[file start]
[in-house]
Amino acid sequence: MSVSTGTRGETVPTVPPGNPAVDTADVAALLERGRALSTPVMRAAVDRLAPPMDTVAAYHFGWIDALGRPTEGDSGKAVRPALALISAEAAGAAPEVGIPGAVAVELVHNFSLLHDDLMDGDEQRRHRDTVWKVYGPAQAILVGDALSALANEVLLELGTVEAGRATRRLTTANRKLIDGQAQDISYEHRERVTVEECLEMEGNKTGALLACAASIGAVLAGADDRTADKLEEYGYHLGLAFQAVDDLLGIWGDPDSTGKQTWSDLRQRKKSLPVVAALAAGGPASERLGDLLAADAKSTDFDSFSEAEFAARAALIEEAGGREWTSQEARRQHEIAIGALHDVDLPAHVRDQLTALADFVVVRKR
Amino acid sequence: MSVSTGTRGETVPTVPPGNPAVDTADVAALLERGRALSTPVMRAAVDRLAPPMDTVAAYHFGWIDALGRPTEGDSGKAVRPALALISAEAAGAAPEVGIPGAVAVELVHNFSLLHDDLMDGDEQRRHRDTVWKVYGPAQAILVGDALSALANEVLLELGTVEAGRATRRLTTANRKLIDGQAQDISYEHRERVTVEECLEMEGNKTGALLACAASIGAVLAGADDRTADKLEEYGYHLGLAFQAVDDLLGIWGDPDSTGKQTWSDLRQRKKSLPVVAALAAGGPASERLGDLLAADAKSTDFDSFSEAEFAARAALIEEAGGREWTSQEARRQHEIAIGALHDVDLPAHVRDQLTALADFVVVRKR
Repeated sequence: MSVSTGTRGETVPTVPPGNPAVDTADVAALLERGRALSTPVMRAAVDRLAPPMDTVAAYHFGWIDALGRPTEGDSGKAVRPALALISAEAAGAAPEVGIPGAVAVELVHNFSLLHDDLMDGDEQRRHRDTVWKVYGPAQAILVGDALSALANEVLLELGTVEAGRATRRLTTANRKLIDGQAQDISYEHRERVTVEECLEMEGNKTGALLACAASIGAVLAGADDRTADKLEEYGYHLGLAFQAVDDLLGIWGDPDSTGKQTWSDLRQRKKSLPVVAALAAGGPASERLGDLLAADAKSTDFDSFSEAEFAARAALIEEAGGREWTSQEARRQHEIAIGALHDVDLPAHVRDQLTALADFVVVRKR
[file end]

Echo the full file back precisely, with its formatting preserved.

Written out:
[in-house]
Amino acid sequence: MSVSTGTRGETVPTVPPGNPAVDTADVAALLERGRALSTPVMRAAVDRLAPPMDTVAAYHFGWIDALGRPTEGDSGKAVRPALALISAEAAGAAPEVGIPGAVAVELVHNFSLLHDDLMDGDEQRRHRDTVWKVYGPAQAILVGDALSALANEVLLELGTVEAGRATRRLTTANRKLIDGQAQDISYEHRERVTVEECLEMEGNKTGALLACAASIGAVLAGADDRTADKLEEYGYHLGLAFQAVDDLLGIWGDPDSTGKQTWSDLRQRKKSLPVVAALAAGGPASERLGDLLAADAKSTDFDSFSEAEFAARAALIEEAGGREWTSQEARRQHEIAIGALHDVDLPAHVRDQLTALADFVVVRKR
Amino acid sequence: MSVSTGTRGETVPTVPPGNPAVDTADVAALLERGRALSTPVMRAAVDRLAPPMDTVAAYHFGWIDALGRPTEGDSGKAVRPALALISAEAAGAAPEVGIPGAVAVELVHNFSLLHDDLMDGDEQRRHRDTVWKVYGPAQAILVGDALSALANEVLLELGTVEAGRATRRLTTANRKLIDGQAQDISYEHRERVTVEECLEMEGNKTGALLACAASIGAVLAGADDRTADKLEEYGYHLGLAFQAVDDLLGIWGDPDSTGKQTWSDLRQRKKSLPVVAALAAGGPASERLGDLLAADAKSTDFDSFSEAEFAARAALIEEAGGREWTSQEARRQHEIAIGALHDVDLPAHVRDQLTALADFVVVRKR
Repeated sequence: MSVSTGTRGETVPTVPPGNPAVDTADVAALLERGRALSTPVMRAAVDRLAPPMDTVAAYHFGWIDALGRPTEGDSGKAVRPALALISAEAAGAAPEVGIPGAVAVELVHNFSLLHDDLMDGDEQRRHRDTVWKVYGPAQAILVGDALSALANEVLLELGTVEAGRATRRLTTANRKLIDGQAQDISYEHRERVTVEECLEMEGNKTGALLACAASIGAVLAGADDRTADKLEEYGYHLGLAFQAVDDLLGIWGDPDSTGKQTWSDLRQRKKSLPVVAALAAGGPASERLGDLLAADAKSTDFDSFSEAEFAARAALIEEAGGREWTSQEARRQHEIAIGALHDVDLPAHVRDQLTALADFVVVRKR